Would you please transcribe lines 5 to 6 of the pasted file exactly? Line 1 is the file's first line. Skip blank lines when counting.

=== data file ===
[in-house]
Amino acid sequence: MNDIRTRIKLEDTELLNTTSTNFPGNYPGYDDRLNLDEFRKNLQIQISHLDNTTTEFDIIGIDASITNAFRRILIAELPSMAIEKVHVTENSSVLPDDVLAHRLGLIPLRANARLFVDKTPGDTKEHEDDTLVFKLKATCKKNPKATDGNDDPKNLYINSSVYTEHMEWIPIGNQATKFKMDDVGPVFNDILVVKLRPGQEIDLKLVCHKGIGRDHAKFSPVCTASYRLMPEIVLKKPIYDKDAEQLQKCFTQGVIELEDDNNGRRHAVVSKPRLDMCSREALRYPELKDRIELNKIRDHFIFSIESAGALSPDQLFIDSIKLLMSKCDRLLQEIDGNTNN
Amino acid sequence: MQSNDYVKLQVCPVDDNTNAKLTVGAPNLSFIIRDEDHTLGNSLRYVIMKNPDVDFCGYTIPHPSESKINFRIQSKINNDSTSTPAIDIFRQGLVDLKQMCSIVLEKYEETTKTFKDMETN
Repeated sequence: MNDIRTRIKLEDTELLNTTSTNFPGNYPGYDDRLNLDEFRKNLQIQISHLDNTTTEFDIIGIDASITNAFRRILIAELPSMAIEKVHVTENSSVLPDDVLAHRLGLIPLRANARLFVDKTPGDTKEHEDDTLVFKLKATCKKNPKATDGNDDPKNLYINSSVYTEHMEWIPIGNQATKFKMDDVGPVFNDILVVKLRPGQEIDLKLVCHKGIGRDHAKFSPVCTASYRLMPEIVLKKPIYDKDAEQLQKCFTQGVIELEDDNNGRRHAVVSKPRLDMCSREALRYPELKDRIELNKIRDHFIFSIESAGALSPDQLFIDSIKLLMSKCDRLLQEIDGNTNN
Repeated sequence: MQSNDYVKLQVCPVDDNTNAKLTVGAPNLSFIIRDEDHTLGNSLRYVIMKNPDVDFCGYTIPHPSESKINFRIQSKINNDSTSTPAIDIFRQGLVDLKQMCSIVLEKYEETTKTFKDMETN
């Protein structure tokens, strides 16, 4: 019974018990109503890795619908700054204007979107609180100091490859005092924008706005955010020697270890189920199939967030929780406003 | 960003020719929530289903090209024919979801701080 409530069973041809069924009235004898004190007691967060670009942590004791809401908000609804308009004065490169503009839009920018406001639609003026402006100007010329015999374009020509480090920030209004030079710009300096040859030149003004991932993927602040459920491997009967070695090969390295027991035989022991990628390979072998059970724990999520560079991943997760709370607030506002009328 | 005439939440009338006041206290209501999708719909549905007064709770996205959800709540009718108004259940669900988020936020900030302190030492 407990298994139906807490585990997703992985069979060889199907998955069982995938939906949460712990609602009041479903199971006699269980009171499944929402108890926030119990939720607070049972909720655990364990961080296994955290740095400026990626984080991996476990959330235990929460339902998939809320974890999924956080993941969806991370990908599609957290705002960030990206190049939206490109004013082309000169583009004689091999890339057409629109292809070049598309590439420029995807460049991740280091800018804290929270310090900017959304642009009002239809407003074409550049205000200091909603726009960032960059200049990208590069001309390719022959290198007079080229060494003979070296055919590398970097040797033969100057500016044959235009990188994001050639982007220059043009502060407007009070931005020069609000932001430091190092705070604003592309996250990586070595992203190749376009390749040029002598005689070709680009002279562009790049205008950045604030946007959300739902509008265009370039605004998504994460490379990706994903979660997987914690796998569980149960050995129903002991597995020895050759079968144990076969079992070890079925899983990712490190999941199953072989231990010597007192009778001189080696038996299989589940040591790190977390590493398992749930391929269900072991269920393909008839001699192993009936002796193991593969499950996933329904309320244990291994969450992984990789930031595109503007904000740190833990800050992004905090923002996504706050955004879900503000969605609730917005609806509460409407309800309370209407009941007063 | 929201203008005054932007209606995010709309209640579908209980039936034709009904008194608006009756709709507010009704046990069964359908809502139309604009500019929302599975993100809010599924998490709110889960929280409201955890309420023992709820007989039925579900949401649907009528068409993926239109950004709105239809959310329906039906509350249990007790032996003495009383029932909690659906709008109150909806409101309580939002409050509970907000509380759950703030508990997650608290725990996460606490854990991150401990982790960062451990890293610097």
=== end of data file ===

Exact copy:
Repeated sequence: MQSNDYVKLQVCPVDDNTNAKLTVGAPNLSFIIRDEDHTLGNSLRYVIMKNPDVDFCGYTIPHPSESKINFRIQSKINNDSTSTPAIDIFRQGLVDLKQMCSIVLEKYEETTKTFKDMETN
């Protein structure tokens, strides 16, 4: 019974018990109503890795619908700054204007979107609180100091490859005092924008706005955010020697270890189920199939967030929780406003 | 960003020719929530289903090209024919979801701080 409530069973041809069924009235004898004190007691967060670009942590004791809401908000609804308009004065490169503009839009920018406001639609003026402006100007010329015999374009020509480090920030209004030079710009300096040859030149003004991932993927602040459920491997009967070695090969390295027991035989022991990628390979072998059970724990999520560079991943997760709370607030506002009328 | 005439939440009338006041206290209501999708719909549905007064709770996205959800709540009718108004259940669900988020936020900030302190030492 407990298994139906807490585990997703992985069979060889199907998955069982995938939906949460712990609602009041479903199971006699269980009171499944929402108890926030119990939720607070049972909720655990364990961080296994955290740095400026990626984080991996476990959330235990929460339902998939809320974890999924956080993941969806991370990908599609957290705002960030990206190049939206490109004013082309000169583009004689091999890339057409629109292809070049598309590439420029995807460049991740280091800018804290929270310090900017959304642009009002239809407003074409550049205000200091909603726009960032960059200049990208590069001309390719022959290198007079080229060494003979070296055919590398970097040797033969100057500016044959235009990188994001050639982007220059043009502060407007009070931005020069609000932001430091190092705070604003592309996250990586070595992203190749376009390749040029002598005689070709680009002279562009790049205008950045604030946007959300739902509008265009370039605004998504994460490379990706994903979660997987914690796998569980149960050995129903002991597995020895050759079968144990076969079992070890079925899983990712490190999941199953072989231990010597007192009778001189080696038996299989589940040591790190977390590493398992749930391929269900072991269920393909008839001699192993009936002796193991593969499950996933329904309320244990291994969450992984990789930031595109503007904000740190833990800050992004905090923002996504706050955004879900503000969605609730917005609806509460409407309800309370209407009941007063 | 929201203008005054932007209606995010709309209640579908209980039936034709009904008194608006009756709709507010009704046990069964359908809502139309604009500019929302599975993100809010599924998490709110889960929280409201955890309420023992709820007989039925579900949401649907009528068409993926239109950004709105239809959310329906039906509350249990007790032996003495009383029932909690659906709008109150909806409101309580939002409050509970907000509380759950703030508990997650608290725990996460606490854990991150401990982790960062451990890293610097």